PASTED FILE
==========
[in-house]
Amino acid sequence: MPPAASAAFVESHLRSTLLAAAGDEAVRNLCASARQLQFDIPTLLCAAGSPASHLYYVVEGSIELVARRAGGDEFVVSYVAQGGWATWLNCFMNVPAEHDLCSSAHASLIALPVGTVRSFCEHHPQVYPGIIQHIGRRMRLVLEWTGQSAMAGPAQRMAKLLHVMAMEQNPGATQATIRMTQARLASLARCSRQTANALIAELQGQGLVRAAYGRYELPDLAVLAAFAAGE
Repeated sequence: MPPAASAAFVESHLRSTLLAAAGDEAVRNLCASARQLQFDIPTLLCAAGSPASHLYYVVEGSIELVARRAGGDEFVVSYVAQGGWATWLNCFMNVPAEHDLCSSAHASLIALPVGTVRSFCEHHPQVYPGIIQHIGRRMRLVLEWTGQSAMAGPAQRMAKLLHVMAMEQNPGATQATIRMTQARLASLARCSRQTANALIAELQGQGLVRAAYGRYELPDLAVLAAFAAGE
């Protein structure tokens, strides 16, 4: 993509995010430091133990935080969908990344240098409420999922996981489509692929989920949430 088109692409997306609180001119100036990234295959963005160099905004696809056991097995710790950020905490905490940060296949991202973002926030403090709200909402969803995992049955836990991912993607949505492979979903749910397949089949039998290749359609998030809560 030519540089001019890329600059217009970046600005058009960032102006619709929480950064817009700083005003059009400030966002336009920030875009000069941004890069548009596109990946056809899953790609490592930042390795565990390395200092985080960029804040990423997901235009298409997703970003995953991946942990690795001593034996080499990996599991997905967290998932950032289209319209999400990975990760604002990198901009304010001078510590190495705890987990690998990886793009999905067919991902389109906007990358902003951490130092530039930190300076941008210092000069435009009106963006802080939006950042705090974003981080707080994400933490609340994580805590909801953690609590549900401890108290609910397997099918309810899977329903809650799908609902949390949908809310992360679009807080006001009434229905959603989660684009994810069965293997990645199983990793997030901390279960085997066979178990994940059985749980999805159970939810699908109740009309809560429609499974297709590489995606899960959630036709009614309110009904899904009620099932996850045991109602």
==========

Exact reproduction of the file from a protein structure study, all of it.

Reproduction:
[in-house]
Amino acid sequence: MPPAASAAFVESHLRSTLLAAAGDEAVRNLCASARQLQFDIPTLLCAAGSPASHLYYVVEGSIELVARRAGGDEFVVSYVAQGGWATWLNCFMNVPAEHDLCSSAHASLIALPVGTVRSFCEHHPQVYPGIIQHIGRRMRLVLEWTGQSAMAGPAQRMAKLLHVMAMEQNPGATQATIRMTQARLASLARCSRQTANALIAELQGQGLVRAAYGRYELPDLAVLAAFAAGE
Repeated sequence: MPPAASAAFVESHLRSTLLAAAGDEAVRNLCASARQLQFDIPTLLCAAGSPASHLYYVVEGSIELVARRAGGDEFVVSYVAQGGWATWLNCFMNVPAEHDLCSSAHASLIALPVGTVRSFCEHHPQVYPGIIQHIGRRMRLVLEWTGQSAMAGPAQRMAKLLHVMAMEQNPGATQATIRMTQARLASLARCSRQTANALIAELQGQGLVRAAYGRYELPDLAVLAAFAAGE
């Protein structure tokens, strides 16, 4: 993509995010430091133990935080969908990344240098409420999922996981489509692929989920949430 088109692409997306609180001119100036990234295959963005160099905004696809056991097995710790950020905490905490940060296949991202973002926030403090709200909402969803995992049955836990991912993607949505492979979903749910397949089949039998290749359609998030809560 030519540089001019890329600059217009970046600005058009960032102006619709929480950064817009700083005003059009400030966002336009920030875009000069941004890069548009596109990946056809899953790609490592930042390795565990390395200092985080960029804040990423997901235009298409997703970003995953991946942990690795001593034996080499990996599991997905967290998932950032289209319209999400990975990760604002990198901009304010001078510590190495705890987990690998990886793009999905067919991902389109906007990358902003951490130092530039930190300076941008210092000069435009009106963006802080939006950042705090974003981080707080994400933490609340994580805590909801953690609590549900401890108290609910397997099918309810899977329903809650799908609902949390949908809310992360679009807080006001009434229905959603989660684009994810069965293997990645199983990793997030901390279960085997066979178990994940059985749980999805159970939810699908109740009309809560429609499974297709590489995606899960959630036709009614309110009904899904009620099932996850045991109602």